What is the tone in Act 2 of Hamlet?

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Chase Burns eNotes educator| Certified Educator

First, a summary of Act Two of Hamlet:

The act starts out with Polonius talking about his son, Laertes, who has returned to France. He discusses how he wants to know more about how his son is behaving and sends a spy. Ophelia then enters telling how Hamlet is wild. Next, Claudius seeks out the reason behind Hamlet's strange behavior. Polonius claims to understand Hamlet's behaviorĀ and states it is due to his love for Ophelia. Polonius and Claudius decide to spy on Hamlet. Hamlet enters and has many discussions about love, the coming play, and then he delivers some of his greatest lines, musing on his father's ghost and deciding to stage a play that is about the murder of his father. He believes this will show if the king is guilty of the murder.

This act is essentially devoted to the "madness" of Hamlet. While subplots are discussed, most of the characters are curious about the source of Hamlet's strange behavior. Hamlet is also concerned with his feelings, but we are not able to see Hamlet's behavior until we have heard about it from all the other characters. This allows insight into the other characters, as well as the overall mood around Hamlet.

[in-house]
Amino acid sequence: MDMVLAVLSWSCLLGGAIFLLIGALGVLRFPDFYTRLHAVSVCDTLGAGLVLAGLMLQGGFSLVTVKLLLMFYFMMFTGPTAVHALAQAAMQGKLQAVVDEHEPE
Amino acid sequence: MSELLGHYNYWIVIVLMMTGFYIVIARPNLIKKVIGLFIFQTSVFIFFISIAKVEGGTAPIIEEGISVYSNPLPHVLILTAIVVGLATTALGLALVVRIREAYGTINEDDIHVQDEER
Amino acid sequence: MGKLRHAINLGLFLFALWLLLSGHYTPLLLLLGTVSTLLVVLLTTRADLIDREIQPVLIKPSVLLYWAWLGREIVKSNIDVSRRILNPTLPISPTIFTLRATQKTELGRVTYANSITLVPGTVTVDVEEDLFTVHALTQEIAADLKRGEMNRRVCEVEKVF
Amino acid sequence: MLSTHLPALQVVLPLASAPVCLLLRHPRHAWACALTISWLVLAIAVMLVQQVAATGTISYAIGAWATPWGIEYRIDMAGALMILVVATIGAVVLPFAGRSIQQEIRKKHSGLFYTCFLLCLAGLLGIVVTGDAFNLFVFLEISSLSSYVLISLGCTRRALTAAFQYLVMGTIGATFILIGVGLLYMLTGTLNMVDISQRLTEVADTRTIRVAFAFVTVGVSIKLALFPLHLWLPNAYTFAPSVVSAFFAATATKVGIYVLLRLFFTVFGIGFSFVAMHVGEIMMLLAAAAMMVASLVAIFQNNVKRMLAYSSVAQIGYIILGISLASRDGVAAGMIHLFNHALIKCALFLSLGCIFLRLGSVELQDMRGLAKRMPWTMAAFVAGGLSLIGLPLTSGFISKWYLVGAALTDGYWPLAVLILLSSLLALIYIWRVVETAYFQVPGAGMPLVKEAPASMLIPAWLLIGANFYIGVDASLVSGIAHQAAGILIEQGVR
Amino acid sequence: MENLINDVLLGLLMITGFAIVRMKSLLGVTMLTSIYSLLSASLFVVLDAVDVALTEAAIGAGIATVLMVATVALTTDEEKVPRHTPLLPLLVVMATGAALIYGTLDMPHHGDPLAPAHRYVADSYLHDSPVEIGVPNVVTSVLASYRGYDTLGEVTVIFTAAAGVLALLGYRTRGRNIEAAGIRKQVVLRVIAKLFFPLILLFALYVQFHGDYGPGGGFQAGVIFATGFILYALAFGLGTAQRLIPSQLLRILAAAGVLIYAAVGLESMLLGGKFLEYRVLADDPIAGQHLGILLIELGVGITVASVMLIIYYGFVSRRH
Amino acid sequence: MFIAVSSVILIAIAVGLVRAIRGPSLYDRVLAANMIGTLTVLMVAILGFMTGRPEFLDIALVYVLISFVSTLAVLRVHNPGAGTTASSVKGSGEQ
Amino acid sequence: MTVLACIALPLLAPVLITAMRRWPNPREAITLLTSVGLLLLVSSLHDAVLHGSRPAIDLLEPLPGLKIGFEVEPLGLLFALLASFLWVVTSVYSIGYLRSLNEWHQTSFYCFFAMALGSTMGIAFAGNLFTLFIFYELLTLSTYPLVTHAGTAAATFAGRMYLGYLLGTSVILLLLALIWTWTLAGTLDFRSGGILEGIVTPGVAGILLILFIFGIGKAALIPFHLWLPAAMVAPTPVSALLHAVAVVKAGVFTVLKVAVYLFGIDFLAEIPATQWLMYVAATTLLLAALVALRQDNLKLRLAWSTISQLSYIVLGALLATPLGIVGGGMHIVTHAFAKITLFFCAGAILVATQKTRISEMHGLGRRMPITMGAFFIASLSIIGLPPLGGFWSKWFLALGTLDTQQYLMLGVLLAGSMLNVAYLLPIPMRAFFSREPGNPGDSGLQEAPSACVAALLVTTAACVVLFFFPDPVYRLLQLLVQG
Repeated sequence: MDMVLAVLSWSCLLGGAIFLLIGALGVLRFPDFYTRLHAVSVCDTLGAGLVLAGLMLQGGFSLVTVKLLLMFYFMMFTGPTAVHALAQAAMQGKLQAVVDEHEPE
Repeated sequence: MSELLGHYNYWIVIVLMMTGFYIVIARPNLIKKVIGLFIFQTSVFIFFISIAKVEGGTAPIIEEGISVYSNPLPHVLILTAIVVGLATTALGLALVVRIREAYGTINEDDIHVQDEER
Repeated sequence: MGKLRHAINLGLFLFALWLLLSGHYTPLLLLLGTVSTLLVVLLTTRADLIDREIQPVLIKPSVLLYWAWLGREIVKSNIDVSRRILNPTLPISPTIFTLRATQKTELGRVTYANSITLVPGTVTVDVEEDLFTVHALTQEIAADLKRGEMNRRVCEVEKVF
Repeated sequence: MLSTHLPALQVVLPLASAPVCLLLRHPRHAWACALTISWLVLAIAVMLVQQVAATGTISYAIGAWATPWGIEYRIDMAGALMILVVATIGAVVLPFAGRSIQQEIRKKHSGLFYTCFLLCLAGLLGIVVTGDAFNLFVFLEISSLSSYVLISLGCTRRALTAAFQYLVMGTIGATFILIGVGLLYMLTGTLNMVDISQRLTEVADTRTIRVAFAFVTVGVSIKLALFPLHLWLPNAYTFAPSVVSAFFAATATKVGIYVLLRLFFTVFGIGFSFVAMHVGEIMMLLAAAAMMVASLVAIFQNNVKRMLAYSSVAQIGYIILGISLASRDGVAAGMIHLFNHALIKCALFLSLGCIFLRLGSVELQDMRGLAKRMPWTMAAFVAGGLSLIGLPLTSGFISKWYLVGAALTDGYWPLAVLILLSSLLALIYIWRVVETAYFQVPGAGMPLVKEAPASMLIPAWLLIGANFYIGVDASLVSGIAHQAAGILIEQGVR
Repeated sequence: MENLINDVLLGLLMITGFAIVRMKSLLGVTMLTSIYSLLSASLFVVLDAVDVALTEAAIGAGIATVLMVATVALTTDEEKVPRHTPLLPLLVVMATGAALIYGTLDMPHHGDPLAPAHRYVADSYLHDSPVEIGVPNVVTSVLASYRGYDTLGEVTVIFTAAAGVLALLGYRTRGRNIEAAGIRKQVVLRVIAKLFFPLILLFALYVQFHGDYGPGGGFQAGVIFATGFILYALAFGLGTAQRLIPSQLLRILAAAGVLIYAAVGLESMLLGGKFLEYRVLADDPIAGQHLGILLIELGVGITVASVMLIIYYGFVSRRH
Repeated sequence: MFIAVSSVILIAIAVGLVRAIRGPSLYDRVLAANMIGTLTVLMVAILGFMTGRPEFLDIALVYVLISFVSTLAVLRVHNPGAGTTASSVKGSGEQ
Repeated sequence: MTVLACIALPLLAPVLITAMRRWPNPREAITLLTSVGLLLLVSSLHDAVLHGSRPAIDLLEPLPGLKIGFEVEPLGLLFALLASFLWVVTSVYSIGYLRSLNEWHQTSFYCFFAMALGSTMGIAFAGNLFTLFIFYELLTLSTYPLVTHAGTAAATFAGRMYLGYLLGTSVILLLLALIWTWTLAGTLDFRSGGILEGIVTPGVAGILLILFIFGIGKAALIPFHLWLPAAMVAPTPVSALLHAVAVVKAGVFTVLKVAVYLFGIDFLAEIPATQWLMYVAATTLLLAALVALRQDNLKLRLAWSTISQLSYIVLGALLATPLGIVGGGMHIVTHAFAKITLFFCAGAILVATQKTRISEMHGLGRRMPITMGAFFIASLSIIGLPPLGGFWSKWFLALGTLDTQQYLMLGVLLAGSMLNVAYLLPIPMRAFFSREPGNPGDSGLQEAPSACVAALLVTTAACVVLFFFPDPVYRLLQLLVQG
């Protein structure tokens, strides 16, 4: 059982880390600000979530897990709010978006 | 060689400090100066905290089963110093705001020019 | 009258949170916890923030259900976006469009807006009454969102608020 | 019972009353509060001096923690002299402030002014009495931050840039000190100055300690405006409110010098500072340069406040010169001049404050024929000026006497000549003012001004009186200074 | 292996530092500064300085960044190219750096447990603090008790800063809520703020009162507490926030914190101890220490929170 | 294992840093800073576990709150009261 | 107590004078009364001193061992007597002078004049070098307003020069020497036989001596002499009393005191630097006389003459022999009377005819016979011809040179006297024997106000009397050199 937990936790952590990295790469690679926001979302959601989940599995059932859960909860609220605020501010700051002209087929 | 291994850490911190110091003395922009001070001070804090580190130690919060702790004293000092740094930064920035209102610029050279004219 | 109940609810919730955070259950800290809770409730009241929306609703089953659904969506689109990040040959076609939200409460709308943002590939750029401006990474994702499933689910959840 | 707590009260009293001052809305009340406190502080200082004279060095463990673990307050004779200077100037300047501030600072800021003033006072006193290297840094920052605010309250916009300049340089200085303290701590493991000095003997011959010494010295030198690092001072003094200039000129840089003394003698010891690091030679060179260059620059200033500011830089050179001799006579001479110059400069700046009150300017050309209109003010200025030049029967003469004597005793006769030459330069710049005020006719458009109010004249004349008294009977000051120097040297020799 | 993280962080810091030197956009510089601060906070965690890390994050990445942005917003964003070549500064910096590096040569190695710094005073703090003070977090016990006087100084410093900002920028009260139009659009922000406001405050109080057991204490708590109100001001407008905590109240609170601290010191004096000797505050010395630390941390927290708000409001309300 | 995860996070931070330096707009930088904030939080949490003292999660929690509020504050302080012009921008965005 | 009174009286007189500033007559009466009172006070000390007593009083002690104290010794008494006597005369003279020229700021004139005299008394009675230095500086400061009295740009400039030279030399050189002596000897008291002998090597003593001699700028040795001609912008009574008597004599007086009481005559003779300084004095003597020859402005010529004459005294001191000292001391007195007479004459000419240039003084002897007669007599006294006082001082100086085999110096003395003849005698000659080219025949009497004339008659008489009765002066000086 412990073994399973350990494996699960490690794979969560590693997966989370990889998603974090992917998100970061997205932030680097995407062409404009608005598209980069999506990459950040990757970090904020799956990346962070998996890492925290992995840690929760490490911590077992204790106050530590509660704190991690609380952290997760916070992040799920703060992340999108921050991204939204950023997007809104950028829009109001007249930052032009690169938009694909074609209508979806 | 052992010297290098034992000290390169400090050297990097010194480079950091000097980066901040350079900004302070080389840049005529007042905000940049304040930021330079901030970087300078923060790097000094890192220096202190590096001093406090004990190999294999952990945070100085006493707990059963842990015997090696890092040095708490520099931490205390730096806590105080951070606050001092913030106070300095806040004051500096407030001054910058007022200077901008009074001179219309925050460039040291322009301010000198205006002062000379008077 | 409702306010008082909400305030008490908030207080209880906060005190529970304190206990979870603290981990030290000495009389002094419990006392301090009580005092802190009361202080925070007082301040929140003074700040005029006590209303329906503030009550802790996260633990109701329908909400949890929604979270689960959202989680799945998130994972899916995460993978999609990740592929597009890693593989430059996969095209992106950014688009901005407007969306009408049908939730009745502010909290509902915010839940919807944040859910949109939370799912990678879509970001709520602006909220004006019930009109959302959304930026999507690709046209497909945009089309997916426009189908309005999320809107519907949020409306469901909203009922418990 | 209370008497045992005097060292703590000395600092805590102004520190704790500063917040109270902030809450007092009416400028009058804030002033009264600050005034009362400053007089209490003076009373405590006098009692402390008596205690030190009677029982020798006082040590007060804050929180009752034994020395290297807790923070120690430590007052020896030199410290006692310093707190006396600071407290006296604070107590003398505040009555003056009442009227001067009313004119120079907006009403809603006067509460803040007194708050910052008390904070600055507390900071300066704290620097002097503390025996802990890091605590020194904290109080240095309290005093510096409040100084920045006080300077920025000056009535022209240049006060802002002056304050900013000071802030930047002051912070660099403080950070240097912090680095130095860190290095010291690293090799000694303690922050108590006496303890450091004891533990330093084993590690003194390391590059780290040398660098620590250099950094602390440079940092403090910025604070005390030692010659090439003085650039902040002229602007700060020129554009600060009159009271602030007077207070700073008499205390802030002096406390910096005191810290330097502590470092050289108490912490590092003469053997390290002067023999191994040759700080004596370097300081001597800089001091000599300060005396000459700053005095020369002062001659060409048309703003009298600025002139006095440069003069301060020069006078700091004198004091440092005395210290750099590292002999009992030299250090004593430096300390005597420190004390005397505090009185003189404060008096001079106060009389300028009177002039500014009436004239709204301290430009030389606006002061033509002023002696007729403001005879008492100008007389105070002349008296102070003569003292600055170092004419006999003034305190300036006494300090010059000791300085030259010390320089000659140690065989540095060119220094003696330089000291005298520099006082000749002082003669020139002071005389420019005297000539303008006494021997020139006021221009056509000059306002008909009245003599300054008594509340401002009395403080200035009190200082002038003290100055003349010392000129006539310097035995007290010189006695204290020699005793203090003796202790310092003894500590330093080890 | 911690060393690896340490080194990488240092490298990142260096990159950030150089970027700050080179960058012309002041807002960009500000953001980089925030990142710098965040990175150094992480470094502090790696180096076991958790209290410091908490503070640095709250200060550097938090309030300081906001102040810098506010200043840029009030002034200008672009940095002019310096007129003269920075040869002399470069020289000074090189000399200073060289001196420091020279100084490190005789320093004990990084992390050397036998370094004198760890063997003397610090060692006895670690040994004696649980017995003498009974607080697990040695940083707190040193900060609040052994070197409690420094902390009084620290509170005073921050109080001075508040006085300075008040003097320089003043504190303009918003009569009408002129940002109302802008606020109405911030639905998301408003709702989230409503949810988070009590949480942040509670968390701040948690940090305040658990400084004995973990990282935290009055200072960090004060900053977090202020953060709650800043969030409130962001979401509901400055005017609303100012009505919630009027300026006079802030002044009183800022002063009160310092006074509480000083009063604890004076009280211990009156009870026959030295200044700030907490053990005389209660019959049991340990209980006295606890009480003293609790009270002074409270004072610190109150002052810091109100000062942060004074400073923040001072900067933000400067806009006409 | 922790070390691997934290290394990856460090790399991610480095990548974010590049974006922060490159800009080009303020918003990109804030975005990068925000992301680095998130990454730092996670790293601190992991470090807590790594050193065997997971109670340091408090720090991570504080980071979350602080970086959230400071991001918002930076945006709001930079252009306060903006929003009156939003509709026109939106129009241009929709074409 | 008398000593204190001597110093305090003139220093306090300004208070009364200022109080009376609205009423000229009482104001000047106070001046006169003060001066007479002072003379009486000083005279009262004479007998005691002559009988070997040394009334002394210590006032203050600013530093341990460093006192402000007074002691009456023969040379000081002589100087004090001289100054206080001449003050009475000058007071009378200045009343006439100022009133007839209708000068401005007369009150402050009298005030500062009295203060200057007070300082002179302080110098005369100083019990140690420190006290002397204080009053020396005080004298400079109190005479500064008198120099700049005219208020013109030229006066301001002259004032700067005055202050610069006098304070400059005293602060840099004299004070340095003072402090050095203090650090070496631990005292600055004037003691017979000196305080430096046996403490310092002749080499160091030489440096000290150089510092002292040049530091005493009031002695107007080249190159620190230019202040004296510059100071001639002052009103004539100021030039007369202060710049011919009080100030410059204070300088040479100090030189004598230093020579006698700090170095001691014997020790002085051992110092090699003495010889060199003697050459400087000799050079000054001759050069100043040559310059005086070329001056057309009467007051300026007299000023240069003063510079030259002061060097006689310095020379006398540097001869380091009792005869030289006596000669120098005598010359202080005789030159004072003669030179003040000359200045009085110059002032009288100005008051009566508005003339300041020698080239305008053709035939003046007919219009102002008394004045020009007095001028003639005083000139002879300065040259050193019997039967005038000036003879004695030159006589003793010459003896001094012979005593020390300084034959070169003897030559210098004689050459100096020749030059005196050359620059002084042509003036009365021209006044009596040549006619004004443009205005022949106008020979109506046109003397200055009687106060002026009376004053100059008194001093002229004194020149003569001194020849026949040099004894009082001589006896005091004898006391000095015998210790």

Compared to the rest of the play, the tone of this act is somewhat light. There is a lot of talking about Hamlet's madness, but there are no significant deaths or active events. Everyone is thinking about Hamlet, and there is a lot of confusion, but this act is largely setting up the actions that will occur later in the play.